GENET archive


3-Food: EU halts MON 863 GE maize

                                  PART I
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TITLE:  Europe halts Monsanto maize
SOURCE: Friends of the Earth Europe
DATE:   20 Sep2004

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Brussels, Belgium, 20 September 2004 - European member states today
failed to support a proposal by the European Commission to import a
controversial genetically modified (GM) maize. The maize, made by US
biotech giant Monsanto, failed to get the required qualified majority
from representatives of the member states in an indicative vote.

The maize, which has been genetically modified to resist certain insects
by producing a toxin in the plant, has been heavily criticised by
scientists from a number of countries, particularly France. The French
Commission for Genetic Engineering (CGB) was alarmed by the results of a
feeding study of the GM maize on rats. This showed significantly
different levels of white blood cells, kidney weights and kidney
structure, as well as lower albumin/globulin rates in the rats fed the GM
maize. The Director of the French national research body, INRA, who is a
member of CGB, stated, "I hear the argument of natural variability, but
what struck me in this file is the number of anomalies. There are too
many elements here where significant variations are observed. I never saw
that in another file." [1]. The confidential minutes of the CGB meeting
(in French) are available from Friends of the Earth.

Last Thursday an alliance of environmental, farming and civil society
organisations [2] wrote to the European Union's executive Commission
accusing them of "caving in" to pressure by the United States and the
World Trade Organisation (WTO), to accept GM foods. The United States,
Canada and Argentina started proceedings last year in the WTO over
Europe's position on GM foods. [3]

Today's indicative vote by a European regulatory committee is the eighth
failed attempt by the Commission to win support for a GM product. The
Commission must now decide whether to send the Monsanto application to a
vote by Ministers. If there is no agreement from Ministers the Commission
will make a decision itself. In May this year the Commission approved a
GM maize even though there was insufficient support from member states.

Adrian Bebb, GM campaigner for Friends of the Earth Europe said: "The
European Commission seems determined to force genetically modified foods
down consumers' throats even when there are serious questions marks about
their long term safety. Their actions are undemocratic. People in Europe
have made it consistently clear that they do not want to eat genetically
foods. It's time the Commission listened and took action to keep Europe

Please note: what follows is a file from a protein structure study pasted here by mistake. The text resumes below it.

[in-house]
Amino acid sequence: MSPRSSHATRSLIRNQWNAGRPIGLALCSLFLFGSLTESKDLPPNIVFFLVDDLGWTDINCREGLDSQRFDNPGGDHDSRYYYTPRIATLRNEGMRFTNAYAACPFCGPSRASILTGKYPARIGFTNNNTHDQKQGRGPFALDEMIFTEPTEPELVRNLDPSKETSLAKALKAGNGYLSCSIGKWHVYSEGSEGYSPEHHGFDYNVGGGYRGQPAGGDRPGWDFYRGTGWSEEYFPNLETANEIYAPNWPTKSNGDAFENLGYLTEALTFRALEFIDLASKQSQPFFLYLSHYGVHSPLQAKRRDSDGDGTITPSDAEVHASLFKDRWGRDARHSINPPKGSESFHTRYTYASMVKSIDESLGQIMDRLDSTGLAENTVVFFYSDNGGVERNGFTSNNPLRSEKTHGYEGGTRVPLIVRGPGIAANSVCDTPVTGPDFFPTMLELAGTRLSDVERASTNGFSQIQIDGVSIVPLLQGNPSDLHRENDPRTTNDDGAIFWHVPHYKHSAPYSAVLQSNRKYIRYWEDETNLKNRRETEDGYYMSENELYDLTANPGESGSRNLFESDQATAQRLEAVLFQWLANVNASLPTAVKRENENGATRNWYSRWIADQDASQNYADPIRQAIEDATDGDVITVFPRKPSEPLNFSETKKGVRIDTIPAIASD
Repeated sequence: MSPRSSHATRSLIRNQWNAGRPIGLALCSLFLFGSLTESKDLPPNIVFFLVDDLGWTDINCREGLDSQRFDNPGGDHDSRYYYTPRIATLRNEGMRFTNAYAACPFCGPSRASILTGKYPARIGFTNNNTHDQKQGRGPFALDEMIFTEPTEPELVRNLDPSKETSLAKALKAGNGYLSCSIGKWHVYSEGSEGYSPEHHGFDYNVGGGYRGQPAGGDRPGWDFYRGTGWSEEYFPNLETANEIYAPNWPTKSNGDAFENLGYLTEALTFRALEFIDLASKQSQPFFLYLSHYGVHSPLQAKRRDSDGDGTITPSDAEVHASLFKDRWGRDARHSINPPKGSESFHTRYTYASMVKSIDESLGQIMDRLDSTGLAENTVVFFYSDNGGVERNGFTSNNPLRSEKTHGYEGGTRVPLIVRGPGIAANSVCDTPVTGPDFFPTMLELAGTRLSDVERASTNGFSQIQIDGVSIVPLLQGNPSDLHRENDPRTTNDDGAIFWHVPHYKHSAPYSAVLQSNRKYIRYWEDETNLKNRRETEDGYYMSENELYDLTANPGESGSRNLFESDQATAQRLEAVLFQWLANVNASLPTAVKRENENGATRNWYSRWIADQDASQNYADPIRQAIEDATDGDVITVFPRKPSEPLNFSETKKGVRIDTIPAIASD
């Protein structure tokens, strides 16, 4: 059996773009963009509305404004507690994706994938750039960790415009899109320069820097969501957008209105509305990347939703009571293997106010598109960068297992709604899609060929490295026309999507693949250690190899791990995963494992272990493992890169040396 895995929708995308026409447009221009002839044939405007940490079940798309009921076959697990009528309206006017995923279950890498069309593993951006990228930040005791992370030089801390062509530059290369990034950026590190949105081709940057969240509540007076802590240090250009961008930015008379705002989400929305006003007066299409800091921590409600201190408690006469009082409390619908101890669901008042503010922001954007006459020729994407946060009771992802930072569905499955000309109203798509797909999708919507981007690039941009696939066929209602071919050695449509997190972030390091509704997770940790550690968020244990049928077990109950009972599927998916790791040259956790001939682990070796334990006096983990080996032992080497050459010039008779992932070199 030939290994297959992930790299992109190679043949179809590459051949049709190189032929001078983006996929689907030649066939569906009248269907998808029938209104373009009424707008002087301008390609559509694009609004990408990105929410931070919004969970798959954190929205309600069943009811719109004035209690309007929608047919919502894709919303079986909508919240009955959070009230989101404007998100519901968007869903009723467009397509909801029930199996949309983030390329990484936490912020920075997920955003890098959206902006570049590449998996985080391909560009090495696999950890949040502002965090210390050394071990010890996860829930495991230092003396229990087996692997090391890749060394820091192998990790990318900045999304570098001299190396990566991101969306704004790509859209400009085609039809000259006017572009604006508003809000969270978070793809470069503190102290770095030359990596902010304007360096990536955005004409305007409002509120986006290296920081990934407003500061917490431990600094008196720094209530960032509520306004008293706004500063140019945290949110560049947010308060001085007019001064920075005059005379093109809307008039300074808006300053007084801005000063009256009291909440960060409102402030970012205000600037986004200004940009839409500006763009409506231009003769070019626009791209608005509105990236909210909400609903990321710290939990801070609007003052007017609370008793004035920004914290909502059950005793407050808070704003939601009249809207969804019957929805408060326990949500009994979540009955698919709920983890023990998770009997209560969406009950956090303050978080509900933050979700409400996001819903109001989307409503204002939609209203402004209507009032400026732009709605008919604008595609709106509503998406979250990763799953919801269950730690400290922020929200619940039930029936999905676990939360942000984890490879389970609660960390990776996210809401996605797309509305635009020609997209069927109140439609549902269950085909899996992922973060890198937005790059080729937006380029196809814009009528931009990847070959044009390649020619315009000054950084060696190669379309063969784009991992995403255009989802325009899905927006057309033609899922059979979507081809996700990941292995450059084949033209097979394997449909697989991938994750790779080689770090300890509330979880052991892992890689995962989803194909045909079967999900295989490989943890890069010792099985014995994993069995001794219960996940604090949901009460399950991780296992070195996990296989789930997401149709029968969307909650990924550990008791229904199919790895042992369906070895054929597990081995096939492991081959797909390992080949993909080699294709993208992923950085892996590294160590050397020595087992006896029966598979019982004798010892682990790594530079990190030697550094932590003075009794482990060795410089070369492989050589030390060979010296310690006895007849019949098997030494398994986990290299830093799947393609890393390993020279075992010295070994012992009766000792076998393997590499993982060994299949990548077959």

Contact: Adrian Bebb, GM campaigner, mobile +49 1609 490 1163

Notes to editors
1. Le Monde, 22 April 2004
2. The groups include Friends of the Earth, ATTAC France, ATTAC Hungary,
ATTAC Poland, ATTAC Stuttgart. Both ENDS, Netherlands. CIIR, Catholic
Institute for International Relations. CPE, European Farmers
Coordination. EHNE, Basque Farmers' Union, Spain. Five Years Freeze, UK.
GeneWatch UK. Greenpeace, European Unit. Gooden Waar & Co, Netherlands.
HIVOS, Humanist Institute for Cooperation with Developing Countries, the
Netherlands. IFOAM, The International Federation of Organic Agriculture
Movements. NordBruk, Sweden. OXFAM Solidarité, Belgium. Rete Lilliput,
Italy. RSPB (Royal Society for the Protection of Birds). Småbrukare i
Sjuhärad, Sweden. Transnational Institute Amsterdam. URFIG, Unité de
Recherche, de Formation et d'Information sur la Globalisation. Weed,
Weltwirtschaft, Ökologie & Entwicklung e.V. Germany. Wemos, Netherlands.
WIDE, Women in Development Europe.
3. The letter can be found at

                                  PART II
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TITLE:  EU readies for another clash on approving new GMO
SOURCE: Reuters, by Jeremy Smith
DATE:   17 Sep 2004

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EU readies for another clash on approving new GMO

BRUSSELS, Sept 17 (Reuters) - EU governments look as divided as ever over
genetically modified (GMO) food as a new request for importing a biotech
maize type engineered by U.S. biotech giant Monsanto comes up for
approval next week.

If approved by EU environment experts, the maize -- modified to resist
the corn rootworm insect -- would be used in animal feed, but not for
growing or for human consumption.

The experts, representing EU governments, will meet on Monday to discuss
whether to allow imports of the maize.

If they agree, it would be the second genetically modified (GMO) product
to receive EU-wide approval since a five-year blockade on new approvals
was lifted, by legal default, in May.

But so far, the EU is as split over biotechnology as when in 1998 several
countries said they would reject any new authorisations until the EU's
biotech laws were tougher.

With some of the bloc's 10 new members sceptical about the merits of GMO
foods, the chances of an approval seem remote.

"With some new member states voting against, the last vote was closer
than it has been before," said one official at the European Commission.